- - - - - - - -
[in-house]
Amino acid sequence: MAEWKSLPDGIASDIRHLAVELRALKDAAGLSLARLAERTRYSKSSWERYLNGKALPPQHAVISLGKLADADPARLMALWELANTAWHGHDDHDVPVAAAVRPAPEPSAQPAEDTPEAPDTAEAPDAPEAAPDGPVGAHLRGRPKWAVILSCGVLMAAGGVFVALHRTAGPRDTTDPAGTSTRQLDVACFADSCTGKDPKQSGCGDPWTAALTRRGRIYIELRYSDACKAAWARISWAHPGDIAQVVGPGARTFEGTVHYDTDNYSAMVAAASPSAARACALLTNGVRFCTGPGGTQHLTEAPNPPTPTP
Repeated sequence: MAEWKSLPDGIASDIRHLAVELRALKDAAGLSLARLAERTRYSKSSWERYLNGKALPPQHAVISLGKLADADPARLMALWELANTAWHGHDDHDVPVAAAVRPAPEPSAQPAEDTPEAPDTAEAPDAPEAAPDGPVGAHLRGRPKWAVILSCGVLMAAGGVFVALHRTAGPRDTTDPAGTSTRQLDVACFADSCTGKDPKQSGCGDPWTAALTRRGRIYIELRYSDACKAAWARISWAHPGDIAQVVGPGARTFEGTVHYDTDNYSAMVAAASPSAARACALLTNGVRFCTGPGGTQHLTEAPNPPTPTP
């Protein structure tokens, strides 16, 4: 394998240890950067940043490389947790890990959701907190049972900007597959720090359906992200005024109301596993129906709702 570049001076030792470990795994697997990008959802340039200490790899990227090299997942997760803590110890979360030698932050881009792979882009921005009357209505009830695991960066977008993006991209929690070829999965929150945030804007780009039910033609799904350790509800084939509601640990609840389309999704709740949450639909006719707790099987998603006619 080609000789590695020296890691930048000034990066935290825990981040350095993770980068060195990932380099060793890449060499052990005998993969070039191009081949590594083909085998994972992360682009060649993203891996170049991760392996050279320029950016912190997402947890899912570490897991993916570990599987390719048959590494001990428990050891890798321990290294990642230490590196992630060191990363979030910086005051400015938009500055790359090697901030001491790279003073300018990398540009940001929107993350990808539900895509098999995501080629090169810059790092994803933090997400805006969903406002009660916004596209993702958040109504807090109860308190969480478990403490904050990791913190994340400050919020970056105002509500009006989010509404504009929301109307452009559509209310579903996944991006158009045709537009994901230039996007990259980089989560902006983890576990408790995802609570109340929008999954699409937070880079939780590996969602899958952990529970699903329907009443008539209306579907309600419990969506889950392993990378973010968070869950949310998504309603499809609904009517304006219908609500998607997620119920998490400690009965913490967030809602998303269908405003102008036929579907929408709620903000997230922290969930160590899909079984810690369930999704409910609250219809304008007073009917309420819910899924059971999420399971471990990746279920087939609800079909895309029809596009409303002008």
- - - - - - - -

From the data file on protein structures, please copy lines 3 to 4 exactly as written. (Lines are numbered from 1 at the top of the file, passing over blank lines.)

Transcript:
Repeated sequence: MAEWKSLPDGIASDIRHLAVELRALKDAAGLSLARLAERTRYSKSSWERYLNGKALPPQHAVISLGKLADADPARLMALWELANTAWHGHDDHDVPVAAAVRPAPEPSAQPAEDTPEAPDTAEAPDAPEAAPDGPVGAHLRGRPKWAVILSCGVLMAAGGVFVALHRTAGPRDTTDPAGTSTRQLDVACFADSCTGKDPKQSGCGDPWTAALTRRGRIYIELRYSDACKAAWARISWAHPGDIAQVVGPGARTFEGTVHYDTDNYSAMVAAASPSAARACALLTNGVRFCTGPGGTQHLTEAPNPPTPTP
């Protein structure tokens, strides 16, 4: 394998240890950067940043490389947790890990959701907190049972900007597959720090359906992200005024109301596993129906709702 570049001076030792470990795994697997990008959802340039200490790899990227090299997942997760803590110890979360030698932050881009792979882009921005009357209505009830695991960066977008993006991209929690070829999965929150945030804007780009039910033609799904350790509800084939509601640990609840389309999704709740949450639909006719707790099987998603006619 080609000789590695020296890691930048000034990066935290825990981040350095993770980068060195990932380099060793890449060499052990005998993969070039191009081949590594083909085998994972992360682009060649993203891996170049991760392996050279320029950016912190997402947890899912570490897991993916570990599987390719048959590494001990428990050891890798321990290294990642230490590196992630060191990363979030910086005051400015938009500055790359090697901030001491790279003073300018990398540009940001929107993350990808539900895509098999995501080629090169810059790092994803933090997400805006969903406002009660916004596209993702958040109504807090109860308190969480478990403490904050990791913190994340400050919020970056105002509500009006989010509404504009929301109307452009559509209310579903996944991006158009045709537009994901230039996007990259980089989560902006983890576990408790995802609570109340929008999954699409937070880079939780590996969602899958952990529970699903329907009443008539209306579907309600419990969506889950392993990378973010968070869950949310998504309603499809609904009517304006219908609500998607997620119920998490400690009965913490967030809602998303269908405003102008036929579907929408709620903000997230922290969930160590899909079984810690369930999704409910609250219809304008007073009917309420819910899924059971999420399971471990990746279920087939609800079909895309029809596009409303002008």